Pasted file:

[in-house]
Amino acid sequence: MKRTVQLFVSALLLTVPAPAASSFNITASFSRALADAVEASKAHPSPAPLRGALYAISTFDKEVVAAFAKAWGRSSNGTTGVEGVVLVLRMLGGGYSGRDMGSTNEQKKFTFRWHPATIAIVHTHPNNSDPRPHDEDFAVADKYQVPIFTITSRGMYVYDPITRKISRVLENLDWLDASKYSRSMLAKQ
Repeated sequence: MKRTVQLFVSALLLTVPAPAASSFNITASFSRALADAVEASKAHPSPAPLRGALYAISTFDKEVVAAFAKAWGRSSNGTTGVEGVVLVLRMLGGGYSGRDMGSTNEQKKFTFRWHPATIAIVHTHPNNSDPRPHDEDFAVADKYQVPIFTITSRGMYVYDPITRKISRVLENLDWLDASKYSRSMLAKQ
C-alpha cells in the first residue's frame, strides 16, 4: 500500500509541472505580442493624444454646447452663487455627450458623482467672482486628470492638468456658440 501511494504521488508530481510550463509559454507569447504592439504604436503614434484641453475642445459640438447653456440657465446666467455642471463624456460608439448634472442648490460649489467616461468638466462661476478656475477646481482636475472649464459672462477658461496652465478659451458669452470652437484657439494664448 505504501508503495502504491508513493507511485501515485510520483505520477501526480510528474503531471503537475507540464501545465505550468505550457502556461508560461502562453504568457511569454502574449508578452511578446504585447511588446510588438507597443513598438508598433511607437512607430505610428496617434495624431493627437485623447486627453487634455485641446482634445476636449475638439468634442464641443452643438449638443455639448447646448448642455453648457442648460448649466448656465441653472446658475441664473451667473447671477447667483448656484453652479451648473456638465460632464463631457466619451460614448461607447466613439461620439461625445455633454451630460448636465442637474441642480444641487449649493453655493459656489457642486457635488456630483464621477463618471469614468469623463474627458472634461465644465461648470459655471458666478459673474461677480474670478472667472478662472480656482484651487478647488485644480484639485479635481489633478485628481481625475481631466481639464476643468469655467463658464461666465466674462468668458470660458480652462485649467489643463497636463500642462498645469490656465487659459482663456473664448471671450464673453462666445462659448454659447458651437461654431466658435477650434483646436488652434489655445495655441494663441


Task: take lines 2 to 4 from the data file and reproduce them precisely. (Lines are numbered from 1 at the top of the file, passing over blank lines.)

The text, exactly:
Amino acid sequence: MKRTVQLFVSALLLTVPAPAASSFNITASFSRALADAVEASKAHPSPAPLRGALYAISTFDKEVVAAFAKAWGRSSNGTTGVEGVVLVLRMLGGGYSGRDMGSTNEQKKFTFRWHPATIAIVHTHPNNSDPRPHDEDFAVADKYQVPIFTITSRGMYVYDPITRKISRVLENLDWLDASKYSRSMLAKQ
Repeated sequence: MKRTVQLFVSALLLTVPAPAASSFNITASFSRALADAVEASKAHPSPAPLRGALYAISTFDKEVVAAFAKAWGRSSNGTTGVEGVVLVLRMLGGGYSGRDMGSTNEQKKFTFRWHPATIAIVHTHPNNSDPRPHDEDFAVADKYQVPIFTITSRGMYVYDPITRKISRVLENLDWLDASKYSRSMLAKQ
C-alpha cells in the first residue's frame, strides 16, 4: 500500500509541472505580442493624444454646447452663487455627450458623482467672482486628470492638468456658440 501511494504521488508530481510550463509559454507569447504592439504604436503614434484641453475642445459640438447653456440657465446666467455642471463624456460608439448634472442648490460649489467616461468638466462661476478656475477646481482636475472649464459672462477658461496652465478659451458669452470652437484657439494664448 505504501508503495502504491508513493507511485501515485510520483505520477501526480510528474503531471503537475507540464501545465505550468505550457502556461508560461502562453504568457511569454502574449508578452511578446504585447511588446510588438507597443513598438508598433511607437512607430505610428496617434495624431493627437485623447486627453487634455485641446482634445476636449475638439468634442464641443452643438449638443455639448447646448448642455453648457442648460448649466448656465441653472446658475441664473451667473447671477447667483448656484453652479451648473456638465460632464463631457466619451460614448461607447466613439461620439461625445455633454451630460448636465442637474441642480444641487449649493453655493459656489457642486457635488456630483464621477463618471469614468469623463474627458472634461465644465461648470459655471458666478459673474461677480474670478472667472478662472480656482484651487478647488485644480484639485479635481489633478485628481481625475481631466481639464476643468469655467463658464461666465466674462468668458470660458480652462485649467489643463497636463500642462498645469490656465487659459482663456473664448471671450464673453462666445462659448454659447458651437461654431466658435477650434483646436488652434489655445495655441494663441